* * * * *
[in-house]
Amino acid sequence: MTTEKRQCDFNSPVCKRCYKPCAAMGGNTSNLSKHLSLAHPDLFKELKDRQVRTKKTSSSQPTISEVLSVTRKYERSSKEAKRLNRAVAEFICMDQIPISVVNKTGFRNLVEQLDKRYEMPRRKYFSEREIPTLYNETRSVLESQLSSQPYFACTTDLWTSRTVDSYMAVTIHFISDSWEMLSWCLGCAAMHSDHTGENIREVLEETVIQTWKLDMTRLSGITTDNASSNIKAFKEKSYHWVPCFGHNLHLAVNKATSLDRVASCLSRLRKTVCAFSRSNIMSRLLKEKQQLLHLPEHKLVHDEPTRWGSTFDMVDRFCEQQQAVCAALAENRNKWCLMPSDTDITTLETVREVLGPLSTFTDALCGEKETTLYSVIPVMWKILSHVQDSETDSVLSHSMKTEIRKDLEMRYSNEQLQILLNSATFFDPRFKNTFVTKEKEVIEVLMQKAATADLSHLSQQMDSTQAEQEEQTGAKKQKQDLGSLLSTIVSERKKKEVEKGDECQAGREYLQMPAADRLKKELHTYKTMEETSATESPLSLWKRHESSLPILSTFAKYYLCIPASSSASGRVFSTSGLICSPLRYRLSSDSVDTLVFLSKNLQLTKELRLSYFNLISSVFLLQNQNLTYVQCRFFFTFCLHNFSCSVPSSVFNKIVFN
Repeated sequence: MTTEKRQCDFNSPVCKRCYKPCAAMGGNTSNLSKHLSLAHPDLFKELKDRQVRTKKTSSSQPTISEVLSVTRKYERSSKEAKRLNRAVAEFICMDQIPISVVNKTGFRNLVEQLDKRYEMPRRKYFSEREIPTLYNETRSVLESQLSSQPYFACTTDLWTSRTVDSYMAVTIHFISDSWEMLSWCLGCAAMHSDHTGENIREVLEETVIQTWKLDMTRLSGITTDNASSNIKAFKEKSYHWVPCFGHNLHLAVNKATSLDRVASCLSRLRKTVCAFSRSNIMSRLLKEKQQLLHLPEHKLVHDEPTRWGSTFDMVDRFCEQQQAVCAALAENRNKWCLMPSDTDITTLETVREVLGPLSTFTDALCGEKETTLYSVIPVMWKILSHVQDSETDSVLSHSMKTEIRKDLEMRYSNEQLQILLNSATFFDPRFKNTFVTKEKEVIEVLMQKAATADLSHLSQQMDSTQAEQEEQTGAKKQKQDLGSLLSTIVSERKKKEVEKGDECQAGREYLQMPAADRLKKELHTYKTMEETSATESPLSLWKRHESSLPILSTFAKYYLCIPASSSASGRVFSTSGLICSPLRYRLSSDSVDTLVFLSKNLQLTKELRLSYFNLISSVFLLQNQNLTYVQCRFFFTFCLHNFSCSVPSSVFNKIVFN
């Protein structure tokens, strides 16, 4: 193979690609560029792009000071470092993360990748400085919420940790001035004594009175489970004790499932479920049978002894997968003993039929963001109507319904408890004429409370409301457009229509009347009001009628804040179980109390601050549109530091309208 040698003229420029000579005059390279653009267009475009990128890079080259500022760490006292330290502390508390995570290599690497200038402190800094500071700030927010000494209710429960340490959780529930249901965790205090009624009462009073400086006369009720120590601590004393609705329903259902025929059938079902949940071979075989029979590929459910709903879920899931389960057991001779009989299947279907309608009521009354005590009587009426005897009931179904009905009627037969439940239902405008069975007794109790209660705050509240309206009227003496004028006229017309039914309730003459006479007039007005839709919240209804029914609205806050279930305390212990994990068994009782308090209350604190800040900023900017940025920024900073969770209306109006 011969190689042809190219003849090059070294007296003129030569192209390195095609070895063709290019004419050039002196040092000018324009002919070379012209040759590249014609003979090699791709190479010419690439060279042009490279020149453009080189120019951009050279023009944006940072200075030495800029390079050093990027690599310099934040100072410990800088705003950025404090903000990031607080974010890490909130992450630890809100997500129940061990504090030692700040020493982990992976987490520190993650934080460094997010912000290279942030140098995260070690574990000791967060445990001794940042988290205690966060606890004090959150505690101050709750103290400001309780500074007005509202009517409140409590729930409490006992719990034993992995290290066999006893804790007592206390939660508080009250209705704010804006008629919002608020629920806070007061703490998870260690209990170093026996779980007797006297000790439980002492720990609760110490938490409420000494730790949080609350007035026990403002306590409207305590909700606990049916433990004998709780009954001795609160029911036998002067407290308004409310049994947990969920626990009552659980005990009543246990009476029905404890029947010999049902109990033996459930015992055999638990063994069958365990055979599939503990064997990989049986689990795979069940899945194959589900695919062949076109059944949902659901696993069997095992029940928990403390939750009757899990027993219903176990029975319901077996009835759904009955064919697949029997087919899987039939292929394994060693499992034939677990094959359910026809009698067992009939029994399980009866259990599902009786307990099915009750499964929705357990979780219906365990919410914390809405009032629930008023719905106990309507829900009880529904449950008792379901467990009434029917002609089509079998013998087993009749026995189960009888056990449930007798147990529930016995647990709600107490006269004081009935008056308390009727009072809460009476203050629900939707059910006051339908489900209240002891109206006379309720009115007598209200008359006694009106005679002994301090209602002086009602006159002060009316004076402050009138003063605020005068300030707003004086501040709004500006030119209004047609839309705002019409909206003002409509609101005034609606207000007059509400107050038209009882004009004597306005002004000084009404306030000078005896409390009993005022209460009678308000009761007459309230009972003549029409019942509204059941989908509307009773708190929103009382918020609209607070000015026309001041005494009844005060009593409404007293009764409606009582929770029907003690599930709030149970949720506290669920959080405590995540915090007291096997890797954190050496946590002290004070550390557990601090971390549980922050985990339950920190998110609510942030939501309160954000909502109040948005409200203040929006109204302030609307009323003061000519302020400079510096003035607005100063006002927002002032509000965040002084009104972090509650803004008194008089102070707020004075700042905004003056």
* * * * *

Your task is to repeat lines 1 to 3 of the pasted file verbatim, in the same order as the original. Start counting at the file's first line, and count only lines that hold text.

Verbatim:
[in-house]
Amino acid sequence: MTTEKRQCDFNSPVCKRCYKPCAAMGGNTSNLSKHLSLAHPDLFKELKDRQVRTKKTSSSQPTISEVLSVTRKYERSSKEAKRLNRAVAEFICMDQIPISVVNKTGFRNLVEQLDKRYEMPRRKYFSEREIPTLYNETRSVLESQLSSQPYFACTTDLWTSRTVDSYMAVTIHFISDSWEMLSWCLGCAAMHSDHTGENIREVLEETVIQTWKLDMTRLSGITTDNASSNIKAFKEKSYHWVPCFGHNLHLAVNKATSLDRVASCLSRLRKTVCAFSRSNIMSRLLKEKQQLLHLPEHKLVHDEPTRWGSTFDMVDRFCEQQQAVCAALAENRNKWCLMPSDTDITTLETVREVLGPLSTFTDALCGEKETTLYSVIPVMWKILSHVQDSETDSVLSHSMKTEIRKDLEMRYSNEQLQILLNSATFFDPRFKNTFVTKEKEVIEVLMQKAATADLSHLSQQMDSTQAEQEEQTGAKKQKQDLGSLLSTIVSERKKKEVEKGDECQAGREYLQMPAADRLKKELHTYKTMEETSATESPLSLWKRHESSLPILSTFAKYYLCIPASSSASGRVFSTSGLICSPLRYRLSSDSVDTLVFLSKNLQLTKELRLSYFNLISSVFLLQNQNLTYVQCRFFFTFCLHNFSCSVPSSVFNKIVFN
Repeated sequence: MTTEKRQCDFNSPVCKRCYKPCAAMGGNTSNLSKHLSLAHPDLFKELKDRQVRTKKTSSSQPTISEVLSVTRKYERSSKEAKRLNRAVAEFICMDQIPISVVNKTGFRNLVEQLDKRYEMPRRKYFSEREIPTLYNETRSVLESQLSSQPYFACTTDLWTSRTVDSYMAVTIHFISDSWEMLSWCLGCAAMHSDHTGENIREVLEETVIQTWKLDMTRLSGITTDNASSNIKAFKEKSYHWVPCFGHNLHLAVNKATSLDRVASCLSRLRKTVCAFSRSNIMSRLLKEKQQLLHLPEHKLVHDEPTRWGSTFDMVDRFCEQQQAVCAALAENRNKWCLMPSDTDITTLETVREVLGPLSTFTDALCGEKETTLYSVIPVMWKILSHVQDSETDSVLSHSMKTEIRKDLEMRYSNEQLQILLNSATFFDPRFKNTFVTKEKEVIEVLMQKAATADLSHLSQQMDSTQAEQEEQTGAKKQKQDLGSLLSTIVSERKKKEVEKGDECQAGREYLQMPAADRLKKELHTYKTMEETSATESPLSLWKRHESSLPILSTFAKYYLCIPASSSASGRVFSTSGLICSPLRYRLSSDSVDTLVFLSKNLQLTKELRLSYFNLISSVFLLQNQNLTYVQCRFFFTFCLHNFSCSVPSSVFNKIVFN